Even then, If the tax were enacted, I rather it be a buying tax rather than a selling tax. At least, then, I know what I'm in for when buying the house. "Existing" homeowners are being hit up upon to bear another burden. It's more principle than, really, a stopping block to selling a property. We'll sell the property. Eventually. I just feel like my hands are tied and we're being penalized for home ownership. A sort of then against us because we were able to save up enough to buy a home and invest in an area where others would not even tread.

Yeah, if we stood to make a 'tidy' profit, we may not be so concerned. But for fairness, if the tax must exist, then the tax must be placed on profit only. I couldn't support anything more than that -- and there, I'm being flexible about my own stance since there are indeed good arguments here (and, yes, I already have taken into account that less money would come in to the kitty if we didn't tax the whole amount).

Is anyone else flexible in their way of thinking? Or should homeowners pay this tax even if they lose on the sale of their house?

We'll pay either way

My point on this is that the transfer tax doesn't come out of the blue and add to the costs we'll be paying. The school construction bonds that these are being targeted for will go forward -- the commissioners effectively have no choice in the matter. The need is there, and politically, they're not going to short change the schools. So, regardless of whether your property values are going up or down, if we don't have the transfer tax, you'll pay this in property taxes. A senior citizen with a fixed income and no intention of selling his or her home would pay the property tax, and would in fact end up paying more than a young family that moves in from New Jersey and puts their kids directly into schools.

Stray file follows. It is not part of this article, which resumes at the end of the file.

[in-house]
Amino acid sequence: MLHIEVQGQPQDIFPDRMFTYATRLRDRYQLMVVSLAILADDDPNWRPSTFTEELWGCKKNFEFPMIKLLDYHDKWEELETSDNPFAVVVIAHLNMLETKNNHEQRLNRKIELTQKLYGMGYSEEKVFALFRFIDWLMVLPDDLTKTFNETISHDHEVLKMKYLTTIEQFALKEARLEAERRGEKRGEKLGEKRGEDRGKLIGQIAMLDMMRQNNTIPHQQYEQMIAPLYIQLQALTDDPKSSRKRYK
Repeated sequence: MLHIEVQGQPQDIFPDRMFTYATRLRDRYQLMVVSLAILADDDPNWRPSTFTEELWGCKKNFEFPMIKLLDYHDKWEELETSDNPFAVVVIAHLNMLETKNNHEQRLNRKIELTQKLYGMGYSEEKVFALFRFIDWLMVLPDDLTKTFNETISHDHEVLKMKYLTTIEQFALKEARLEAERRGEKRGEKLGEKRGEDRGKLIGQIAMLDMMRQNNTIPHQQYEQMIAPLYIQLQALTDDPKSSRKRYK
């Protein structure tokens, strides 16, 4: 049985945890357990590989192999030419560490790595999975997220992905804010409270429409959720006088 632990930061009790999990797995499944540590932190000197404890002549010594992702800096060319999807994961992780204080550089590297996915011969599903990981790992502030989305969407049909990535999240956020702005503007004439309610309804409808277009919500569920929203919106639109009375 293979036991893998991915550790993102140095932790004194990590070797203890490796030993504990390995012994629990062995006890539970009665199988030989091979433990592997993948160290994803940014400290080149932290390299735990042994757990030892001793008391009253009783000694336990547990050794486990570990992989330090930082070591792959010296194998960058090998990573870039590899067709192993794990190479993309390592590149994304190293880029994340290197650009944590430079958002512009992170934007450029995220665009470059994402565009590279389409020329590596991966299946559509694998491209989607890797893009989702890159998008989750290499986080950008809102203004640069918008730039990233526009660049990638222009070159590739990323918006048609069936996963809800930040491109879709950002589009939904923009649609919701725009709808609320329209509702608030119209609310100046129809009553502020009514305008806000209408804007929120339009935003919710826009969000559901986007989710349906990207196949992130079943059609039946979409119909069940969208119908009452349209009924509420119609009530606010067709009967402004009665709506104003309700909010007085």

I see your point about profit from the house, but that's not really fair either. Then, that same senior citizen who bought their house 50 years ago in NECD for $10,000 and sells it today for $60,000 would end up paying a the same amount more than someone who swooped in and grabbed a house in Trinity Park for $450,000, put in a few fix ups, and flipped it a year later for $500,000.

Under the .4% transfer tax on base value, the senior citizen would pay $240, but the flipper would pay $2,000. I think that's a lot more fair. And again, I have to compare it to property taxes. The $10 million generated by the transfer tax would be roughly equivalent to $.06 per $100 valuation in property taxes. If we guess that the tax value of that $60,000 house is $50,000, the senior citizen will pay the same $240 in property taxes over 8 years even if he or she never sells.

Anyway, I have to say thanks for moving in to NECD. I looked at houses over there, I couldn't give up the idea of being able to walk to Ninth St. I just got back from a city council meeting on Cleveland-Holloway, so NECD is on my mind at the moment.

I feel the same way about property tax